Independent Children's Lawyers
An Independent Children's Lawyer (ICL) is a lawyer appointed by the Family Court to represent a child's best interests in a family law case.
The role of the ICL is to present information to the court about your child's welfare and views. The ICL may make recommendations to the court about what parenting orders would be in the best interests of the child.
Video: Independent Children's Lawyers
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This information will help you to understand the role of the ICL. Find out:
- what an ICL does
- how an ICL can be appointed
- how you can help your children if an ICL is appointed, and
- what you can do if you think an ICL has acted improperly.
What does an Independent Children's Lawyer do?
What the ICL does will be different in each case but they will make sure that the court receives all necessary information about the child's welfare. The ICL may collect information about the parties and your child and present this information to the court. For example, the ICL may get information about your child from their school.
After considering all the evidence in the case and any views expressed by the child, the ICL may recommend orders to the court.
An ICL will usually meet with a child and inform the court of the child's views. Whether the ICL will meet with your child is a decision for the ICL. An ICL will usually meet with a child unless:
- your child is under school age (but may still choose to in some cases)
- there are exceptional circumstances (for example, an ongoing police investigation), or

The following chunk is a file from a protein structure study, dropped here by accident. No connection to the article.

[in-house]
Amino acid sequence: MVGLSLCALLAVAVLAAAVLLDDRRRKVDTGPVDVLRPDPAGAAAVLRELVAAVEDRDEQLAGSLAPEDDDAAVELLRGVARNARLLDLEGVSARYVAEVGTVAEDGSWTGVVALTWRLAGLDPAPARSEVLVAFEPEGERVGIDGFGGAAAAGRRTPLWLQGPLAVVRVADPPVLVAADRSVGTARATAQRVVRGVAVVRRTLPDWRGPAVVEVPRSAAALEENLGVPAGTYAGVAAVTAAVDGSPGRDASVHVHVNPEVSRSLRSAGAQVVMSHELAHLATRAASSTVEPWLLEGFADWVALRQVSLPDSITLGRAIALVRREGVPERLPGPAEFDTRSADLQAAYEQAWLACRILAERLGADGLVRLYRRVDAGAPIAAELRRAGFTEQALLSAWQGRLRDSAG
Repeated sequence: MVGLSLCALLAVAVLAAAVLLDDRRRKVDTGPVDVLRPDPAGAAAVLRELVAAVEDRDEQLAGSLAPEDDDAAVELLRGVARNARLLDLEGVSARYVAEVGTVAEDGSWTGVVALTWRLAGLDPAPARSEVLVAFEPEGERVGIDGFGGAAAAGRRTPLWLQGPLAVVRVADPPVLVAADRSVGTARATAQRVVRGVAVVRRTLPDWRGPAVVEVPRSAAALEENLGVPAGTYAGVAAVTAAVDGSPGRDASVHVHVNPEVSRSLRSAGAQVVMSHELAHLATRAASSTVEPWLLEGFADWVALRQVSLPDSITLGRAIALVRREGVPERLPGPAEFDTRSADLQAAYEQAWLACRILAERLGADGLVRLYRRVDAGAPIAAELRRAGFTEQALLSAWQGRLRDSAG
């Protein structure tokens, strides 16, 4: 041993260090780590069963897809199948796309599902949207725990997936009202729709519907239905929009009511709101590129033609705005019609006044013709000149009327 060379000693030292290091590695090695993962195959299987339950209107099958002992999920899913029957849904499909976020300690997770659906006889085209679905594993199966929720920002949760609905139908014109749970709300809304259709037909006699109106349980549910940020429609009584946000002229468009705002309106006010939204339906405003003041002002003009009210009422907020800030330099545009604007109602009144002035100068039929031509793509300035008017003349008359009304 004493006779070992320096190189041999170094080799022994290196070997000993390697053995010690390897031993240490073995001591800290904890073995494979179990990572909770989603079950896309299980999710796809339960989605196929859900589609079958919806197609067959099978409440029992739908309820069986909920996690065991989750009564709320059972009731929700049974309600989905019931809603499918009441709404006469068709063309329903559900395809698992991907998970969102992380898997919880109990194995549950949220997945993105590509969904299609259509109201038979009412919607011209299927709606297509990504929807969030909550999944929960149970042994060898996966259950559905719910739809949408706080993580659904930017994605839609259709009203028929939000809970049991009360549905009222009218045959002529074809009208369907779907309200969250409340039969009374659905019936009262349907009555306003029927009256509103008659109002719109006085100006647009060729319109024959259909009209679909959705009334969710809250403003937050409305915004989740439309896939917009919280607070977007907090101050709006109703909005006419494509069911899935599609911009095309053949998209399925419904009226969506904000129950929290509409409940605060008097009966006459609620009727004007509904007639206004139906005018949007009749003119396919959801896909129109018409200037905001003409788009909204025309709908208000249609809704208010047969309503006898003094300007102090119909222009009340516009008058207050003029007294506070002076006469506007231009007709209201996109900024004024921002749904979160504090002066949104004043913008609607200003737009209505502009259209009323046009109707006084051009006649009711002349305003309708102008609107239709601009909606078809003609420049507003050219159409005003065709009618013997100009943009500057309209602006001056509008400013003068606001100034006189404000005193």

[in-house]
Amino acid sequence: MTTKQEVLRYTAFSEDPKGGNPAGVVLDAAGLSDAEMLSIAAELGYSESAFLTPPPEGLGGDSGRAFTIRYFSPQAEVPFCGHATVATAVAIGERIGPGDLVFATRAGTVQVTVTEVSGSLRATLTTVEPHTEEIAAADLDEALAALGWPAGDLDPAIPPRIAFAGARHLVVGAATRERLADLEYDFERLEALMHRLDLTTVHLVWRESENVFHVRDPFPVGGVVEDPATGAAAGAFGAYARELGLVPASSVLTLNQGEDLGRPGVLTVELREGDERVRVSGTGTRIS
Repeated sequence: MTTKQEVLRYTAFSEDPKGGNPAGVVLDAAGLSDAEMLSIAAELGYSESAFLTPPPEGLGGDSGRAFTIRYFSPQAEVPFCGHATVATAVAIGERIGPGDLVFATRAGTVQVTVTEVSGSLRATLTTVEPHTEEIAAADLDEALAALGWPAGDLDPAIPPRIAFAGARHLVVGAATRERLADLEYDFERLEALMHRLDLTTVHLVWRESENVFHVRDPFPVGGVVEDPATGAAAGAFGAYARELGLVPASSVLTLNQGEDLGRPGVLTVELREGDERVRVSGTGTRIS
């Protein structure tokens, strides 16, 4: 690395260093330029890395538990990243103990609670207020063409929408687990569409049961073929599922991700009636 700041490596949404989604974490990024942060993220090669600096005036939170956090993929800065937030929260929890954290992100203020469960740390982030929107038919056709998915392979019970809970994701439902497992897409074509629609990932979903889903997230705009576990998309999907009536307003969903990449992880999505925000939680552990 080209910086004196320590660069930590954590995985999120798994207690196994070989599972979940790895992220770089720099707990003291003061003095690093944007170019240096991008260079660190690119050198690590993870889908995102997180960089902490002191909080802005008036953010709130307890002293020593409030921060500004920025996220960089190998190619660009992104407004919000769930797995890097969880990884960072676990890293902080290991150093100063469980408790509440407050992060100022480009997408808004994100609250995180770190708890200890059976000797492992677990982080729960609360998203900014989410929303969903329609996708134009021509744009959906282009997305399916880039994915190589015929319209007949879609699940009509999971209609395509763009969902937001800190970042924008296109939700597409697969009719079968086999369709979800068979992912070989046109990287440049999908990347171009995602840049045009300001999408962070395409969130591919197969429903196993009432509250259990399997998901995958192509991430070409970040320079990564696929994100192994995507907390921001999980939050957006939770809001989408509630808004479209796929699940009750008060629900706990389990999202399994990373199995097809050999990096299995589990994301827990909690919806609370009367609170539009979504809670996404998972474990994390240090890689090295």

- there are practical difficulties with meeting with your child (for example, the child lives in a remote location).
What can I do to help my children if an ICL is appointed?
You can help your children by:
- making sure they attend all appointments arranged by the ICL
- allowing your child to freely contact the ICL and talk in private, and
- not asking your child about what they said to the ICL.
When will an Independent Children's Lawyer be appointed?
The Family Court can decide to appoint an ICL in a parenting case. This could be because the case involves:
- allegations of family violence, child abuse or neglect
- a high level of conflict and dispute between the parents
- a parent or child with serious medical or mental health issues, or
- difficult and complex issues.
What if I'm unhappy with the ICL?
ICLs are appointed in complex cases where parents have been unable to agree on what is in the best interests of their child. What an ICL does, and what they think is in the child's best interests, may not always meet with the approval of the parents or the child. This does not mean that the ICL has acted inappropriately or failed in their professional responsibilities.
The first step if you believe the ICL is not performing his or her professional responsibilities is to get legal advice about your situation.
You have the following options:
- Make an application to the Family Court of WA for the ICLs removal. You should speak to your lawyer about this (if you have one), or
- Make a complaint to the Legal Services and Complaints Committee that an ICL is not discharging his or her professional obligations. The main role of the Legal Services and Complaints Committee is to ensure ethical conduct and professional behaviour in the legal profession.
- Make a complaint to Legal Aid WA who may be able to investigate some aspects of the conduct of the ICL.
National Legal Aid
What is an Independent Children's Lawyer? - a brochure for parents.
Legal Aid NSW
- Best for kids - a website which has posters and videos to help explain the role of the ICL to children.
Family Court of WA
- Guidelines for Independent Children's Lawyers - national guidelines have been approved by the court and provide guidance for ICLs in their role.
Reviewed: 31 March 2022